Tulsi Gabbard

Tulsi Gabbard, who is seeking the Democratic nomination for President, sits down for an interview at the New Hampshire Union Leader on Friday.

MANCHESTER — Rep. Tulsi Gabbard is betting the way to appeal to New Hampshire voters is by talking about defense and foreign policy, not kitchen-table worries like health care, housing and education.

“Foreign policy is not what keeps most people up at night,” Gabbard said in a Friday interview. “But it is central to being able to address the issues that do keep people up at night, that they do really care most about.”

Since Gabbard entered the contest for the Democratic presidential nomination, she has been arguing that wars in Iraq and Afghanistan have pulled resources from domestic programs. Gabbard will speak at Saint Anselm College on Saturday.

Gabbard does not enjoy strong support in New Hampshire. Between three and five percent of voters want Gabbard to be the nominee, according to recent University of New Hampshire and Saint Anselm College polls. But, she pointed out, that’s up from about 1 percent earlier this year.

“Our numbers are moving in the right direction,” she said.

Gabbard’s focus on foreign policy has left her largely outside the health insurance debate that has become a defining issue of the 2020 primary race. Gabbard said she favors a health insurance system like Australia’s. There, everyone is covered by public insurance but can supplement that baseline coverage with private insurance, according to a government web site explaining the system.

She defended her focus on defense and foreign policy, arguing that too much money has been frittered away in conflicts with no clear goals — money that could pay for domestic programs.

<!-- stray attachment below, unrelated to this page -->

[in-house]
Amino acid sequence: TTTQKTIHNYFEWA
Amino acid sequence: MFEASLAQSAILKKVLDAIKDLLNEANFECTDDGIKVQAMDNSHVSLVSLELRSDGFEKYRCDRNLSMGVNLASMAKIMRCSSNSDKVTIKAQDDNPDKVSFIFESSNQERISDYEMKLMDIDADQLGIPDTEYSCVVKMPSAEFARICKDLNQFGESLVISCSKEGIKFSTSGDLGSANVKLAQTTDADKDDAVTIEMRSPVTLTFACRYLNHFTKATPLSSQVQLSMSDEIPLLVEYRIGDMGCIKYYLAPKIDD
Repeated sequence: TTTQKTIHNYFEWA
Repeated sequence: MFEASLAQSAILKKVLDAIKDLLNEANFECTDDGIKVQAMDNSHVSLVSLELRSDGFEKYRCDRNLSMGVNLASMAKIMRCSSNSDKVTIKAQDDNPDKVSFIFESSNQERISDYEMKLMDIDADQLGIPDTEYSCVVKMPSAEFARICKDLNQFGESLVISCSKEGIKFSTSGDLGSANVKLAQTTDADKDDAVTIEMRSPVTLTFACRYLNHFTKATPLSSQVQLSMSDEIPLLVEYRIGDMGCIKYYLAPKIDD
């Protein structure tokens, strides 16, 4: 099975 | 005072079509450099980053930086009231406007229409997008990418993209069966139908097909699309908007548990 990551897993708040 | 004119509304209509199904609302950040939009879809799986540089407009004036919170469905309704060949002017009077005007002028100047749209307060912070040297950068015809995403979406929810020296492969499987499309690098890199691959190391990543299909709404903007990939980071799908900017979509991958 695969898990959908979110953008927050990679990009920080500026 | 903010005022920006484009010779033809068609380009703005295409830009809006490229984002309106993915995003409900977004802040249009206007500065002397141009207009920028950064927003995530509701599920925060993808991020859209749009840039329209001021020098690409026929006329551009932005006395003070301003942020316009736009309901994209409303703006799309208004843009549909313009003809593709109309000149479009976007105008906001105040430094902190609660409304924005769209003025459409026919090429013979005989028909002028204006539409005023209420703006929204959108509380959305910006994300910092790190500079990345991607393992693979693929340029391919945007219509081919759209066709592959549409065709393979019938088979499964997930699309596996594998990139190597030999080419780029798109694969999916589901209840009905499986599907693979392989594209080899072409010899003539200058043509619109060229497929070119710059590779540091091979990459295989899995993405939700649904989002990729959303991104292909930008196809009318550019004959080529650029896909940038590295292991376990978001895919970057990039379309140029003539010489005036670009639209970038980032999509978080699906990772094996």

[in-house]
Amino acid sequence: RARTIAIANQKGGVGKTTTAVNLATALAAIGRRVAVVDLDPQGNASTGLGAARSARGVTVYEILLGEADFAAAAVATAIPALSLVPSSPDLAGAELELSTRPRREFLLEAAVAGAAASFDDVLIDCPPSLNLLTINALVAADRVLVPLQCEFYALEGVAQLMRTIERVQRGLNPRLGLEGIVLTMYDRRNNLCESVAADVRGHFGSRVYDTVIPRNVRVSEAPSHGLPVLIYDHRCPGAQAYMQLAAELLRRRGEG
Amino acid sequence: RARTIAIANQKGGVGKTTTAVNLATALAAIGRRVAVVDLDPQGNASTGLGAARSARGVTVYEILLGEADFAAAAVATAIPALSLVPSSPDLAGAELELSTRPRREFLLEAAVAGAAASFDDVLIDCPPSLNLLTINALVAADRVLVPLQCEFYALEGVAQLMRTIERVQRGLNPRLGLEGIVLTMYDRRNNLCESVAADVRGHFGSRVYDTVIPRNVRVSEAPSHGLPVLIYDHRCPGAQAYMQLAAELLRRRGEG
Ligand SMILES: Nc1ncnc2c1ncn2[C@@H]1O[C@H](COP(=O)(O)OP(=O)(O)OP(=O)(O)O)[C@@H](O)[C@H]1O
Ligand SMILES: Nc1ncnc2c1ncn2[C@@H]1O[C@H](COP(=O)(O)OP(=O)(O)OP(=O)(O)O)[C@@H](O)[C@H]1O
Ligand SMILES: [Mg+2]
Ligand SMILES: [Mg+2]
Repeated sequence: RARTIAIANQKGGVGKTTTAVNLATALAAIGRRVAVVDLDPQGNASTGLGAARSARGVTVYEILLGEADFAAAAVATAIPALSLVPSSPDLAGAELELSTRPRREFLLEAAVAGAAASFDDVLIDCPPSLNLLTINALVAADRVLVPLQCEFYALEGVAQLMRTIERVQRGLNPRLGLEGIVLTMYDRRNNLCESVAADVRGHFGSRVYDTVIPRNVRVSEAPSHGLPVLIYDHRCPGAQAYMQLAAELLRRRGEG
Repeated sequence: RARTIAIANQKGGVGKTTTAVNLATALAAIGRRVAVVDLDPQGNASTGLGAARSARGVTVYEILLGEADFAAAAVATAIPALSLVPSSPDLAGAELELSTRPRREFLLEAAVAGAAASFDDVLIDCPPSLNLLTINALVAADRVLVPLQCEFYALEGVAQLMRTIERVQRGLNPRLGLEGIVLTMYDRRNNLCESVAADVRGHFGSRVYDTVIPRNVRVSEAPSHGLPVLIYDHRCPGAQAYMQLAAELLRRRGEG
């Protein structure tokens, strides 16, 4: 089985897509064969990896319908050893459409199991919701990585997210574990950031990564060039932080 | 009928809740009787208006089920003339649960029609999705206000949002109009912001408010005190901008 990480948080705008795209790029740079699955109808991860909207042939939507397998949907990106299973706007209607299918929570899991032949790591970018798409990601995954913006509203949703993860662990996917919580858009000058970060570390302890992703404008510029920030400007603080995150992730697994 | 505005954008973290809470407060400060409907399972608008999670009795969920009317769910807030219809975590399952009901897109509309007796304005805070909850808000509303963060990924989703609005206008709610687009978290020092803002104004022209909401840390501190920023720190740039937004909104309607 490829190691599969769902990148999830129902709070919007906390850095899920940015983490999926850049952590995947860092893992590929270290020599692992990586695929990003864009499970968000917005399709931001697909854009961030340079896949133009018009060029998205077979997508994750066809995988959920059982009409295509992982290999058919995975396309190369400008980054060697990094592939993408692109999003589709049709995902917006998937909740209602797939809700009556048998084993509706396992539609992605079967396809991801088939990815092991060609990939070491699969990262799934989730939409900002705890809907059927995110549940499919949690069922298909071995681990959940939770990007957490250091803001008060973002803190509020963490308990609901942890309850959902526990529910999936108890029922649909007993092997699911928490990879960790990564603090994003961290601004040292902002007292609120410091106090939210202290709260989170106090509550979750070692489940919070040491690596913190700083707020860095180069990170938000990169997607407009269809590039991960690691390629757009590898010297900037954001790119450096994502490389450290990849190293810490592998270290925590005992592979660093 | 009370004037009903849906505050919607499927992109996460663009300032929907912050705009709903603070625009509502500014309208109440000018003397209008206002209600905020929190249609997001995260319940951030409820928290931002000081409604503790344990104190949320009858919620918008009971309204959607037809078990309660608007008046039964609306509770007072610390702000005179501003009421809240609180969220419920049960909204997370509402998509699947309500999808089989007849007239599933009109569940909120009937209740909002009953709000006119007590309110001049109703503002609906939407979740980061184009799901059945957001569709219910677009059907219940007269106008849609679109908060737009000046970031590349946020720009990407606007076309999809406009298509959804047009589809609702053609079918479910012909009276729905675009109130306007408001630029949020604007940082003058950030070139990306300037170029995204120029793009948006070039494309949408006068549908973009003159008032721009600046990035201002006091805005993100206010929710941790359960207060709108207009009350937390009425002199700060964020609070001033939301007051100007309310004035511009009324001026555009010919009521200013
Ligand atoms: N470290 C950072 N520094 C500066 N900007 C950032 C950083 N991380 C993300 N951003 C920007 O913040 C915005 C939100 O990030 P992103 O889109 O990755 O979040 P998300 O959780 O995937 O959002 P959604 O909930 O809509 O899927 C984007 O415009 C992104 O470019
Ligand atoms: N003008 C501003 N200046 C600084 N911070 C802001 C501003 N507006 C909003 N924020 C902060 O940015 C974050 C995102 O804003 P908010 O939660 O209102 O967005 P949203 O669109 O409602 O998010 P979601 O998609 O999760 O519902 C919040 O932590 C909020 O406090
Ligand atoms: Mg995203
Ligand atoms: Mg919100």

A minority of New Hampshire voters say Gabbard is the best candidate on foreign policy. In a UNH poll, 7% of New Hampshire voters said they thought Gabbard could best handle foreign policy, compared to 41%, who said they most trust former Vice President Joe Biden.

But defense policy and foreign affairs are still central to Gabbard’s campaign, she said.

“Foreign policy is at the center of every other issue we face,” she said. “This is the issue that’s allowed us to build this coalition.”

According to the University of New Hampshire’s October poll, the coalition that has assembled around Gabbard includes few Democratic base voters, and more Republicans, conservatives and people who voted for President Donald Trump.

Gabbard has struggled to raise money — she has taken in a little more than $9 million, according to Federal Elections Commission data, about an eighth of Sen. Bernie Sanders’ $74.5 million haul. Less money means Gabbard has less to spend on field staff.

Gabbard said she has fewer than five campaign staffers in New Hampshire. She said they split their time between South Carolina and the Granite State. More established campaigns have between 30 and 60 staff in New Hampshire.

The campaign has been spending on yard signs and billboards, Gabbard said, including several prominent displays in downtown Manchester. She thinks that investment is paying off, with a few people at each New Hampshire town hall saying they came because they were curious about the billboards.

Despite spotty support in New Hampshire, Gabbard said New Hampshire was the main focus of her campaign because of the opportunity the primary presents to a candidate with little money and little name recognition. Gabbard said she was confident she is gaining support, one town hall at a time.

“There’s a great deal of value to this process,” she said.

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